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Rural health tops Azad’s 100-day plan
Docs may get double salary for serving in remote areas
Aditi Tandon
Tribune News Service

Organ transplant law to be changed

The government plans to amend the Transplantation of Human Organs Act, 1994, to make organ transplant less cumbersome for genuine cases and prevent commercialisation of transactions, besides networking transplant centres for better utilisation of harvested organs

New Delhi, July 2
Rural postings for doctors may no longer be made compulsory, but doctors and paramedics who agree to serve in remote areas could improve their salaries by about 100 per cent.

Keen to strengthen the primary health sector in hilly and tribal areas, the government plans to “heavily reward” specialists who give up urban postings in favour of remote, rural jobs.

Part of the Union Health Ministry’s 100-day agenda, the proposal of location-specific salaries is part of the larger aim to identify uncovered areas for the setting up of primary health centres (PHCs). The funding would flow from the National Rural Health Mission component.

“The only way to push specialists towards fringe areas is to reward them. We could offer double the salary to a city doctor who goes to a remote area,” Health Minister Ghulam Nabi Azad yesterday said. He was, however, silent on mass privatisation of the sector, which remains deregulated, and on his budget aspirations, despite India’s poor one to two per cent of the GDP public spending on health.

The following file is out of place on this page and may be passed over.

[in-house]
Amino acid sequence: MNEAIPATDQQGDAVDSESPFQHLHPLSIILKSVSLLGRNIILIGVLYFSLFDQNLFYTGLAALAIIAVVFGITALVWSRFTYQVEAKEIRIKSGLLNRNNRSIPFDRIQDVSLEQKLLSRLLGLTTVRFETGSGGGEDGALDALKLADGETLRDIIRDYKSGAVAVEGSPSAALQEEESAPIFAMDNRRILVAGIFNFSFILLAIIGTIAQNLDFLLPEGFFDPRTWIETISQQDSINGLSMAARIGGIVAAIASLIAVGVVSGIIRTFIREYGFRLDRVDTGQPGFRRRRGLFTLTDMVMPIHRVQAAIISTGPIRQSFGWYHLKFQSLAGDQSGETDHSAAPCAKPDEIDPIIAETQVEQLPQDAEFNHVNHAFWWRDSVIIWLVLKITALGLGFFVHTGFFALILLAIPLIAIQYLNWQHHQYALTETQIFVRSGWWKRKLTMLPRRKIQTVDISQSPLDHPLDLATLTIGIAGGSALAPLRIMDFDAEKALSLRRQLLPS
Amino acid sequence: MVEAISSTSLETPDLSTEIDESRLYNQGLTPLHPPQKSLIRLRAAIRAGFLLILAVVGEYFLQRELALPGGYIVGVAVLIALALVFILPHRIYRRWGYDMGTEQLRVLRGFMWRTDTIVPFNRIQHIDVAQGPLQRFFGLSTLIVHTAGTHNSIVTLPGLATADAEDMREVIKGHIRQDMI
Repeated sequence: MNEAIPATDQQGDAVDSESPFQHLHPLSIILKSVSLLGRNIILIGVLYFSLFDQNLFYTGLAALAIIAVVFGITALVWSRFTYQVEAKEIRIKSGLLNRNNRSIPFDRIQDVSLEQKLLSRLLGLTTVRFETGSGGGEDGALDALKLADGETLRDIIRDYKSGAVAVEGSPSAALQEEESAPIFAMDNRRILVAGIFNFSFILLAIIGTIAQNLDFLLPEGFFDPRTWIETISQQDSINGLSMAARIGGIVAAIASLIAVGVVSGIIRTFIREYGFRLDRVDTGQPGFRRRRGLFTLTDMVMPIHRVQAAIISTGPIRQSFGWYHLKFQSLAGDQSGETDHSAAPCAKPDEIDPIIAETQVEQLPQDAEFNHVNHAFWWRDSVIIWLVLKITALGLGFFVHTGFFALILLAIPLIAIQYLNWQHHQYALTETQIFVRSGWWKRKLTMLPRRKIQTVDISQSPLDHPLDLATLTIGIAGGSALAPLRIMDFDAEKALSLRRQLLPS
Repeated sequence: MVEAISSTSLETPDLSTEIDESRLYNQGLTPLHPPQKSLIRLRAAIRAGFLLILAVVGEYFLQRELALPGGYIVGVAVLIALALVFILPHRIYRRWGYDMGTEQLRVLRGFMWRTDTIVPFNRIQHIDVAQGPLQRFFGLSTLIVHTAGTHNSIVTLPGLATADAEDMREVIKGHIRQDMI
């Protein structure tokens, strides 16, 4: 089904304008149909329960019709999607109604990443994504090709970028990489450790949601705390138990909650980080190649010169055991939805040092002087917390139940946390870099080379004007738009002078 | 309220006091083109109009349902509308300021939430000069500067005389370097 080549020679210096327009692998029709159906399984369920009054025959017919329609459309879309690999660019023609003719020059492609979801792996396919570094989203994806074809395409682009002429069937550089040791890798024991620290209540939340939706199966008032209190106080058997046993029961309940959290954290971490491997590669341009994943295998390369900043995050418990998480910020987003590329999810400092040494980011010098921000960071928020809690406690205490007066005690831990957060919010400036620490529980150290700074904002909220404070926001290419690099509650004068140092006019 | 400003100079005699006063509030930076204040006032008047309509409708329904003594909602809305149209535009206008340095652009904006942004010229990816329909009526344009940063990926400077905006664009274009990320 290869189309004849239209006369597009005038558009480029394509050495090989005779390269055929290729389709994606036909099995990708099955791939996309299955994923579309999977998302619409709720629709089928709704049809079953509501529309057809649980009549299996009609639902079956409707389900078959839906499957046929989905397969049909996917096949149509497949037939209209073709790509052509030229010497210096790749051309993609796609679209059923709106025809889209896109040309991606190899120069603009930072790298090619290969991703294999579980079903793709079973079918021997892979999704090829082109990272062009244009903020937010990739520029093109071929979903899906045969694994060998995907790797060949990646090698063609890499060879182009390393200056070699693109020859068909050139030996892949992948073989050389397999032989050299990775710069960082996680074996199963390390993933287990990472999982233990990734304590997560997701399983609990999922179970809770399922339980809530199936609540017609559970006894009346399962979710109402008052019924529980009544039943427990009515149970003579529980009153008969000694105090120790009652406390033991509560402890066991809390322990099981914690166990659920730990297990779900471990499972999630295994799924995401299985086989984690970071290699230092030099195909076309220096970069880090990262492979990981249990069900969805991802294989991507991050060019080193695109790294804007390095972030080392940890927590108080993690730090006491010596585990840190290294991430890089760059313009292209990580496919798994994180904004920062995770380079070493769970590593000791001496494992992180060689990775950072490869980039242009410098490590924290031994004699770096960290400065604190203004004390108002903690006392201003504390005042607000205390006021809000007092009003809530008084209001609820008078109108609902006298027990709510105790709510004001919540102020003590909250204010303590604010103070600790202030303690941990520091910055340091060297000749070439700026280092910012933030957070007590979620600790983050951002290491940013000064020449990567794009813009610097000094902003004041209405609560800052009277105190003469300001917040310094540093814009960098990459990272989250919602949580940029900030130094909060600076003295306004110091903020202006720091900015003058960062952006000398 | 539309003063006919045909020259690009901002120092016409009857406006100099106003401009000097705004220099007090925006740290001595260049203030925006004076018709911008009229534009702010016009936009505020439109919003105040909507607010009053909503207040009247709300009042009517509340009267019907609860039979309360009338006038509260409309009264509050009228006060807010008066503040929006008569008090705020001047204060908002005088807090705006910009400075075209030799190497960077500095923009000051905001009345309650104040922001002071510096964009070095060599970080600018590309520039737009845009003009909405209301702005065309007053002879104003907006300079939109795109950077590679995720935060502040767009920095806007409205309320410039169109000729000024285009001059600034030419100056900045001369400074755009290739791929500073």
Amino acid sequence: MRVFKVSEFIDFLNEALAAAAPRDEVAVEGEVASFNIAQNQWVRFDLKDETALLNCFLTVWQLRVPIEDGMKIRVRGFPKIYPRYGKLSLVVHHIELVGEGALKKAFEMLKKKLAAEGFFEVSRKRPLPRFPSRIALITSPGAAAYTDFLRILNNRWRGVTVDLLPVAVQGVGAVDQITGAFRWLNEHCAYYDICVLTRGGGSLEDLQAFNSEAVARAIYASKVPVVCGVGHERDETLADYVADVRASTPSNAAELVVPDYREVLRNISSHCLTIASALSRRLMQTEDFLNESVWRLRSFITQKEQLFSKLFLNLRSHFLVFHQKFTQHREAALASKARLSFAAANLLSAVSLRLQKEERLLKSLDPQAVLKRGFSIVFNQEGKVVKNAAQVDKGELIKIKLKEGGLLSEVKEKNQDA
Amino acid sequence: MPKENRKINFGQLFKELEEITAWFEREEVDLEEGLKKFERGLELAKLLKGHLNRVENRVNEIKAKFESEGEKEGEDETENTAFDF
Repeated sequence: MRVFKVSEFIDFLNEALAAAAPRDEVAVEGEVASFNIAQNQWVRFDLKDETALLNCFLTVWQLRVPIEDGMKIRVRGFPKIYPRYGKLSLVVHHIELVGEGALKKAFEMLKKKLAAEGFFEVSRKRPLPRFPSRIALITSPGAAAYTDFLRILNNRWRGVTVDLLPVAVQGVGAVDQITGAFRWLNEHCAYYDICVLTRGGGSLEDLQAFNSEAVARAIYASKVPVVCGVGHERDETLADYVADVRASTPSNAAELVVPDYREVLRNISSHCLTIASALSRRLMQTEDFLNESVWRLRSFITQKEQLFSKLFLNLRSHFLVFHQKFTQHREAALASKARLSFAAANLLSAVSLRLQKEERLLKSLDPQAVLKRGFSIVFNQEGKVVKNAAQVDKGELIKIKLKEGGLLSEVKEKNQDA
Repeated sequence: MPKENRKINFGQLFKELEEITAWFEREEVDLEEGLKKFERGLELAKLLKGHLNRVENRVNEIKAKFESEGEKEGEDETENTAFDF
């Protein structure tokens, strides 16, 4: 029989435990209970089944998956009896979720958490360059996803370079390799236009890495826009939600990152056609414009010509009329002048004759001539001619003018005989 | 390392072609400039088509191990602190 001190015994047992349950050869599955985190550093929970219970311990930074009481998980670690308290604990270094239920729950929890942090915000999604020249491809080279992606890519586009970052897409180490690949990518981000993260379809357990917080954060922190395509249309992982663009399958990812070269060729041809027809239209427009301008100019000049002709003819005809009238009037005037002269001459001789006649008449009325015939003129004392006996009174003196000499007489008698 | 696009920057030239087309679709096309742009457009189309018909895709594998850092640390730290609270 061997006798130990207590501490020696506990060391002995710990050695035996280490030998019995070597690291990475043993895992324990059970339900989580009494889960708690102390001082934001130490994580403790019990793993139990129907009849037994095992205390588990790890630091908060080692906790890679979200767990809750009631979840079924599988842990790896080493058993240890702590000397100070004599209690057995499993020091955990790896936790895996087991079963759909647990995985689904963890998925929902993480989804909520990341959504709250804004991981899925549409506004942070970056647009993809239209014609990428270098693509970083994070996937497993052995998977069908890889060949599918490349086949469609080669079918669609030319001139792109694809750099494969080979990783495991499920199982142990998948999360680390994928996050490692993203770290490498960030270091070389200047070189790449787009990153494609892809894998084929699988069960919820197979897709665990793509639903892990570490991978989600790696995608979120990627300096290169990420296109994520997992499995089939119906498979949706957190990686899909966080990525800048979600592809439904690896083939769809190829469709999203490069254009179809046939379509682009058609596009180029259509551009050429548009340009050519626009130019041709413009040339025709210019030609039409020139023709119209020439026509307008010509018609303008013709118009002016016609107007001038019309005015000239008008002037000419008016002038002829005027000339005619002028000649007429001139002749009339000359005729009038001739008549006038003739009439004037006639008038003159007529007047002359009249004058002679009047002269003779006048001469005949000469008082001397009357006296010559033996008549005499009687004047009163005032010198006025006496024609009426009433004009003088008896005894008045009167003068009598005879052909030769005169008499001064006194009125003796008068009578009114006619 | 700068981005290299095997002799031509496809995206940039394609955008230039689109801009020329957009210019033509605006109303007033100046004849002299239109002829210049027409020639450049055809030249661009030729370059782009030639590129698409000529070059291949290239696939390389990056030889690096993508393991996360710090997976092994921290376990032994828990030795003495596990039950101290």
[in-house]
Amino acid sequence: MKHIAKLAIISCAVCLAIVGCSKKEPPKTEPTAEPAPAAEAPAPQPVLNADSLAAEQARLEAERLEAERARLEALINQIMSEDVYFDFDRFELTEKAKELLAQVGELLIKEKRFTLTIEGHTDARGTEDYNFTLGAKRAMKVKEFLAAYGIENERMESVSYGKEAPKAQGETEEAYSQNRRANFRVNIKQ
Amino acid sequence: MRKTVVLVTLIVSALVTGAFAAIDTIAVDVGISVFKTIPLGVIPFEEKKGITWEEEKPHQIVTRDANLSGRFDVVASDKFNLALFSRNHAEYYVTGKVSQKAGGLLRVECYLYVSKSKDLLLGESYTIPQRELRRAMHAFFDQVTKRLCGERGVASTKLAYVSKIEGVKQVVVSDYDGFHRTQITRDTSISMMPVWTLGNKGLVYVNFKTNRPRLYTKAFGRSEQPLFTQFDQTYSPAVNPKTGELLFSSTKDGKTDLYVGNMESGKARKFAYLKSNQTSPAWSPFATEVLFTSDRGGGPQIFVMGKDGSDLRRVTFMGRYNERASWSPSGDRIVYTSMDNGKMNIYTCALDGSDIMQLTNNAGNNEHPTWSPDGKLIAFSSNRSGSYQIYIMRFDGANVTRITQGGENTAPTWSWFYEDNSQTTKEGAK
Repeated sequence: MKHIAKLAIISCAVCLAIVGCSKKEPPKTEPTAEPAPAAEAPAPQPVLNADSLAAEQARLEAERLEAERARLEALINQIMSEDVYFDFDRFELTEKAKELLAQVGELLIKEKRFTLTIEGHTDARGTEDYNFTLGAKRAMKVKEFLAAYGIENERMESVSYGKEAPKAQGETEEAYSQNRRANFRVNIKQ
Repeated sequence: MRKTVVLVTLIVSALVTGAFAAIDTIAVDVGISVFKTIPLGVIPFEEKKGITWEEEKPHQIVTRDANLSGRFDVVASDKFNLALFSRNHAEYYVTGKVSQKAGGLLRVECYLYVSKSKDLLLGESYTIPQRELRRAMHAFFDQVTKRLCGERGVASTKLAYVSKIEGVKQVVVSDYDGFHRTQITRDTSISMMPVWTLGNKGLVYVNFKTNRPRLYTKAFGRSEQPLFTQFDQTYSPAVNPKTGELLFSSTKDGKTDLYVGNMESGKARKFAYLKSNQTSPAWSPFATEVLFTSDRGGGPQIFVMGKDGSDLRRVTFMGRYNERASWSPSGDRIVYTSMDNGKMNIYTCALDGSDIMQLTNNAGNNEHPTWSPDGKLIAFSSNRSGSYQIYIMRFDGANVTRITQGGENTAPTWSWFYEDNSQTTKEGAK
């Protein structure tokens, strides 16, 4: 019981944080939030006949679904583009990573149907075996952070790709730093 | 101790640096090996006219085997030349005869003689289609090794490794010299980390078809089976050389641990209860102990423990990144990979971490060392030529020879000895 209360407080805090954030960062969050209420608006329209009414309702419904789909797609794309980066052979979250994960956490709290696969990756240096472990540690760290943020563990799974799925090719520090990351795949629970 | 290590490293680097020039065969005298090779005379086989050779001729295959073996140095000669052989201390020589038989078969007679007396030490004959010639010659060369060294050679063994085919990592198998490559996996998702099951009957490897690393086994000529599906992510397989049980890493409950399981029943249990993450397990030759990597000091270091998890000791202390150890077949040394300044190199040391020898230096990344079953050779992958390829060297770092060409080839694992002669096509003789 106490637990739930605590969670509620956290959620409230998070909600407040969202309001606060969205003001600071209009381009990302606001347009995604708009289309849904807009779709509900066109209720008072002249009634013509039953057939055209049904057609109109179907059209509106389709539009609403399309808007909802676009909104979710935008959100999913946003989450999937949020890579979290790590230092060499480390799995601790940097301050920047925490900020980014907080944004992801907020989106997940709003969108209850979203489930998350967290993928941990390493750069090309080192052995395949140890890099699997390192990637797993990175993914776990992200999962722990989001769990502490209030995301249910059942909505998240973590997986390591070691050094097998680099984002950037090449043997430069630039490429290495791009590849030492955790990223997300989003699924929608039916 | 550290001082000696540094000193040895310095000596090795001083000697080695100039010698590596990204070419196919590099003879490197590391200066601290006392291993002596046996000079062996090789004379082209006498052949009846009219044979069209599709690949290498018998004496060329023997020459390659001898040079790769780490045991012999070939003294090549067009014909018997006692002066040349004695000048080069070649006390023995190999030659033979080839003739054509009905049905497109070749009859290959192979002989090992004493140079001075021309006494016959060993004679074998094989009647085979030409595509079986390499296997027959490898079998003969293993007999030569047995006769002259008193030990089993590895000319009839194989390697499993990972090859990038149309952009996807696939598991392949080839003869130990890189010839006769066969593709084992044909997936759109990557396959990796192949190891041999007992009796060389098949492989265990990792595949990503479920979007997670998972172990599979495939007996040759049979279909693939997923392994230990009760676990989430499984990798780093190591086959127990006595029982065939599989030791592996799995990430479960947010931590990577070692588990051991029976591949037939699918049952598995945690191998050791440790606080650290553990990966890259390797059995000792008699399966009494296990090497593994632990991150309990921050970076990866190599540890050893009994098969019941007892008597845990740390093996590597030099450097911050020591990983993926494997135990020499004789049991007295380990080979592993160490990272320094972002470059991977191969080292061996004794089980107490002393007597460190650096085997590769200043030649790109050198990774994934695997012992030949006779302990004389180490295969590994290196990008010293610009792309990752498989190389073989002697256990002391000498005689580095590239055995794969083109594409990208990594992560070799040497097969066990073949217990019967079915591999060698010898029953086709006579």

There is, however, talk of enhancing human resources in the acutely-deficient health sector, with the government planning to set up an overarching commission to regulate human resources in health and expediting the setting up of 8 AIIMS-like institutes and upgrading 18 state health institutes to increase postgraduate seats in the critical gynecology, pediatrics and anesthesia sectors.

It remains to be seen though how Azad would reconcile the agenda of this council with that of Kapil Sibal in the HRD Ministry, which has announced a similar body for education, with some control over the Medical Council of India. “We will sort it out among ourselves,” said Azad, when asked how two councils with one purposes would coexist.

The minister was also non-committal on his predecessor’s proposal to make rural posting of doctors compulsory. “We would deal with that when we formulate short and long term policy in 100 days to fill gaps in human resources in health. This policy is paramount. We can’t deal with the existing shortages simply by setting up more institutes,” Azad said.

On the legislative front, too, the ministry’s ambitious declaration of setting up a Central Drug Authority is confusing, considering the Drug Controller General is already regulating the drug market. Azad’s agenda proposes amendments to the Drugs and Cosmetics Act to establish an autonomous authority to oversee the drug sector and prevent the flow of spurious drugs, but is it not clear whether this authority would subsume the Drug Controller’s Office.

The only front where the minister made a bold commitment was corruption in health offices and quality of medical institutes. “I would use extraordinary powers to derecognise any institute should I learn that the said institute used corrupt means to meet any of its ends, be it increase in seats or grant. Let institutes be cautioned that there is no place for touts in our system,” he said. Future checking of medical institutes is also expected to be random and not organised.

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